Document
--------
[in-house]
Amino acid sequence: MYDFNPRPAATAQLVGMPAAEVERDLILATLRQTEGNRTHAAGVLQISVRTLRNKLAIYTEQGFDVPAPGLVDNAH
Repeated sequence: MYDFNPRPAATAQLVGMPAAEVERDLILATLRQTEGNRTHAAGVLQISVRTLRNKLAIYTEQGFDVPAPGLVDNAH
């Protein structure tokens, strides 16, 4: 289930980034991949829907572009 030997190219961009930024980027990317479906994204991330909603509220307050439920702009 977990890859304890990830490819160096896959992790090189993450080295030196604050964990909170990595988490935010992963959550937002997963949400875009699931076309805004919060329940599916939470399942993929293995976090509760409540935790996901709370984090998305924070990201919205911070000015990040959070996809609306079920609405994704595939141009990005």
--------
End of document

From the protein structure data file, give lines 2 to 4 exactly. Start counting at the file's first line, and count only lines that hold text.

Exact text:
Amino acid sequence: MYDFNPRPAATAQLVGMPAAEVERDLILATLRQTEGNRTHAAGVLQISVRTLRNKLAIYTEQGFDVPAPGLVDNAH
Repeated sequence: MYDFNPRPAATAQLVGMPAAEVERDLILATLRQTEGNRTHAAGVLQISVRTLRNKLAIYTEQGFDVPAPGLVDNAH
């Protein structure tokens, strides 16, 4: 289930980034991949829907572009 030997190219961009930024980027990317479906994204991330909603509220307050439920702009 977990890859304890990830490819160096896959992790090189993450080295030196604050964990909170990595988490935010992963959550937002997963949400875009699931076309805004919060329940599916939470399942993929293995976090509760409540935790996901709370984090998305924070990201919205911070000015990040959070996809609306079920609405994704595939141009990005």